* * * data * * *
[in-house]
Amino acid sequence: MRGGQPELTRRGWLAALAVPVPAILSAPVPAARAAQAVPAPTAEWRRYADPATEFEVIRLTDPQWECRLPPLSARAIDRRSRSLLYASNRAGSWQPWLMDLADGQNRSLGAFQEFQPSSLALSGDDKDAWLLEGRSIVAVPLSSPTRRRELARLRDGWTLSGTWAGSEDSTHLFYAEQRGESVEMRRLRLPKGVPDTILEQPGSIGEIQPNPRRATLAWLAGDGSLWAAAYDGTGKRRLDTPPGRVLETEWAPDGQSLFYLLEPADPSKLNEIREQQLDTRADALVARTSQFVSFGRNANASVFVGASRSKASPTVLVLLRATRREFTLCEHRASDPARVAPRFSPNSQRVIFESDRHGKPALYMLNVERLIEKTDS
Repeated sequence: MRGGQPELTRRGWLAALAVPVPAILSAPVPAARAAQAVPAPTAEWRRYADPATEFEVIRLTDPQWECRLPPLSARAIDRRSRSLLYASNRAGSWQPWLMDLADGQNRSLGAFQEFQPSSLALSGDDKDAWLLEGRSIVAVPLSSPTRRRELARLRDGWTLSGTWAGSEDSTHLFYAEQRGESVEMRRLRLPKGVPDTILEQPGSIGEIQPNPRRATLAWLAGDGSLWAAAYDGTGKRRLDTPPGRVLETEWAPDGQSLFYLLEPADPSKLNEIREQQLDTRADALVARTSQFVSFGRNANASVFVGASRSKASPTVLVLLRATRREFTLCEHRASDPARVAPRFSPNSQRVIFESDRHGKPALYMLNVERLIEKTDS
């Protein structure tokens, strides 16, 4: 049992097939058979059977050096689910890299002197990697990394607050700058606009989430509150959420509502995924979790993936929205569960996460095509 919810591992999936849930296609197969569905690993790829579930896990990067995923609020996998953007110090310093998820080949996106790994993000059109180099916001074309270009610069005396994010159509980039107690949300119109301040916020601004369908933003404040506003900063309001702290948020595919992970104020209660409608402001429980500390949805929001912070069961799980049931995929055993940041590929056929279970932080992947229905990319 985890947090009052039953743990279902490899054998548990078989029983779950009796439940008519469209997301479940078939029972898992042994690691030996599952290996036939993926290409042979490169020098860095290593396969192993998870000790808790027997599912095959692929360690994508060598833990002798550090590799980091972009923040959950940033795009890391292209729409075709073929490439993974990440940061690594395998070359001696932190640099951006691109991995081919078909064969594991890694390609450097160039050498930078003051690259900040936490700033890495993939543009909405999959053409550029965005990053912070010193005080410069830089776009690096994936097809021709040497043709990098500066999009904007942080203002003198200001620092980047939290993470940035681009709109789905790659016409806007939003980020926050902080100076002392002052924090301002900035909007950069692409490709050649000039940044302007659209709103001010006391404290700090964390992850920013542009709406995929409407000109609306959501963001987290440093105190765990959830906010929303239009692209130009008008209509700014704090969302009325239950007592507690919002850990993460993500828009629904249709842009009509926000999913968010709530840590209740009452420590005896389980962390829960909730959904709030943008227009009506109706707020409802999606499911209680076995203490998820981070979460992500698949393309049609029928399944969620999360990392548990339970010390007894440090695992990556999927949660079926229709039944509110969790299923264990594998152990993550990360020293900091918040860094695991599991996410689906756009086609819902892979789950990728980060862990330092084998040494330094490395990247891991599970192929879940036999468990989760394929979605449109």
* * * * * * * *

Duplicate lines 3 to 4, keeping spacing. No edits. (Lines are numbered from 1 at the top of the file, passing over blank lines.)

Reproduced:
Repeated sequence: MRGGQPELTRRGWLAALAVPVPAILSAPVPAARAAQAVPAPTAEWRRYADPATEFEVIRLTDPQWECRLPPLSARAIDRRSRSLLYASNRAGSWQPWLMDLADGQNRSLGAFQEFQPSSLALSGDDKDAWLLEGRSIVAVPLSSPTRRRELARLRDGWTLSGTWAGSEDSTHLFYAEQRGESVEMRRLRLPKGVPDTILEQPGSIGEIQPNPRRATLAWLAGDGSLWAAAYDGTGKRRLDTPPGRVLETEWAPDGQSLFYLLEPADPSKLNEIREQQLDTRADALVARTSQFVSFGRNANASVFVGASRSKASPTVLVLLRATRREFTLCEHRASDPARVAPRFSPNSQRVIFESDRHGKPALYMLNVERLIEKTDS
């Protein structure tokens, strides 16, 4: 049992097939058979059977050096689910890299002197990697990394607050700058606009989430509150959420509502995924979790993936929205569960996460095509 919810591992999936849930296609197969569905690993790829579930896990990067995923609020996998953007110090310093998820080949996106790994993000059109180099916001074309270009610069005396994010159509980039107690949300119109301040916020601004369908933003404040506003900063309001702290948020595919992970104020209660409608402001429980500390949805929001912070069961799980049931995929055993940041590929056929279970932080992947229905990319 985890947090009052039953743990279902490899054998548990078989029983779950009796439940008519469209997301479940078939029972898992042994690691030996599952290996036939993926290409042979490169020098860095290593396969192993998870000790808790027997599912095959692929360690994508060598833990002798550090590799980091972009923040959950940033795009890391292209729409075709073929490439993974990440940061690594395998070359001696932190640099951006691109991995081919078909064969594991890694390609450097160039050498930078003051690259900040936490700033890495993939543009909405999959053409550029965005990053912070010193005080410069830089776009690096994936097809021709040497043709990098500066999009904007942080203002003198200001620092980047939290993470940035681009709109789905790659016409806007939003980020926050902080100076002392002052924090301002900035909007950069692409490709050649000039940044302007659209709103001010006391404290700090964390992850920013542009709406995929409407000109609306959501963001987290440093105190765990959830906010929303239009692209130009008008209509700014704090969302009325239950007592507690919002850990993460993500828009629904249709842009009509926000999913968010709530840590209740009452420590005896389980962390829960909730959904709030943008227009009506109706707020409802999606499911209680076995203490998820981070979460992500698949393309049609029928399944969620999360990392548990339970010390007894440090695992990556999927949660079926229709039944509110969790299923264990594998152990993550990360020293900091918040860094695991599991996410689906756009086609819902892979789950990728980060862990330092084998040494330094490395990247891991599970192929879940036999468990989760394929979605449109």